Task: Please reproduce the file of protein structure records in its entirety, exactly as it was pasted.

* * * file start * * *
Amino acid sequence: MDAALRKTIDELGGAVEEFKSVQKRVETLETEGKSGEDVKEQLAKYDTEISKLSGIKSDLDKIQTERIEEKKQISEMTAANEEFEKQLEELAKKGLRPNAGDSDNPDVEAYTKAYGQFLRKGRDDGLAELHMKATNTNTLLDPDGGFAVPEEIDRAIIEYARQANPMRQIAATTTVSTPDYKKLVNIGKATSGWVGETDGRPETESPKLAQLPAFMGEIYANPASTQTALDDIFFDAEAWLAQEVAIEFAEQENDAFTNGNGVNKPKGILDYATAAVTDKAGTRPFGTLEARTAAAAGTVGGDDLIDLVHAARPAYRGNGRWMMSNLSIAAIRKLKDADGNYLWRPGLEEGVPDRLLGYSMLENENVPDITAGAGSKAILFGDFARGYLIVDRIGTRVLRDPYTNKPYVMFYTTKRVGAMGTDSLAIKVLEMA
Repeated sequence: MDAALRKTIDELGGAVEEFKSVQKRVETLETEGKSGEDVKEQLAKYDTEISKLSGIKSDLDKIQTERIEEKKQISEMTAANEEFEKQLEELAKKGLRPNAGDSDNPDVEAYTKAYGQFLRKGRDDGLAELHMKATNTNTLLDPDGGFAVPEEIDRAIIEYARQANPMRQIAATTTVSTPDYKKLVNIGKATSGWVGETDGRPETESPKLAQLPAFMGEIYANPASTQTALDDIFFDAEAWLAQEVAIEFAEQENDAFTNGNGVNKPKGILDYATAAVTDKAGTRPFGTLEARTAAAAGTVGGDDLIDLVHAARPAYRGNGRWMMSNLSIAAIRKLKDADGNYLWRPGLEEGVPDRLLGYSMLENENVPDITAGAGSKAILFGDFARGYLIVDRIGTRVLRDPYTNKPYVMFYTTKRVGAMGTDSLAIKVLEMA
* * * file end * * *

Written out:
Amino acid sequence: MDAALRKTIDELGGAVEEFKSVQKRVETLETEGKSGEDVKEQLAKYDTEISKLSGIKSDLDKIQTERIEEKKQISEMTAANEEFEKQLEELAKKGLRPNAGDSDNPDVEAYTKAYGQFLRKGRDDGLAELHMKATNTNTLLDPDGGFAVPEEIDRAIIEYARQANPMRQIAATTTVSTPDYKKLVNIGKATSGWVGETDGRPETESPKLAQLPAFMGEIYANPASTQTALDDIFFDAEAWLAQEVAIEFAEQENDAFTNGNGVNKPKGILDYATAAVTDKAGTRPFGTLEARTAAAAGTVGGDDLIDLVHAARPAYRGNGRWMMSNLSIAAIRKLKDADGNYLWRPGLEEGVPDRLLGYSMLENENVPDITAGAGSKAILFGDFARGYLIVDRIGTRVLRDPYTNKPYVMFYTTKRVGAMGTDSLAIKVLEMA
Repeated sequence: MDAALRKTIDELGGAVEEFKSVQKRVETLETEGKSGEDVKEQLAKYDTEISKLSGIKSDLDKIQTERIEEKKQISEMTAANEEFEKQLEELAKKGLRPNAGDSDNPDVEAYTKAYGQFLRKGRDDGLAELHMKATNTNTLLDPDGGFAVPEEIDRAIIEYARQANPMRQIAATTTVSTPDYKKLVNIGKATSGWVGETDGRPETESPKLAQLPAFMGEIYANPASTQTALDDIFFDAEAWLAQEVAIEFAEQENDAFTNGNGVNKPKGILDYATAAVTDKAGTRPFGTLEARTAAAAGTVGGDDLIDLVHAARPAYRGNGRWMMSNLSIAAIRKLKDADGNYLWRPGLEEGVPDRLLGYSMLENENVPDITAGAGSKAILFGDFARGYLIVDRIGTRVLRDPYTNKPYVMFYTTKRVGAMGTDSLAIKVLEMA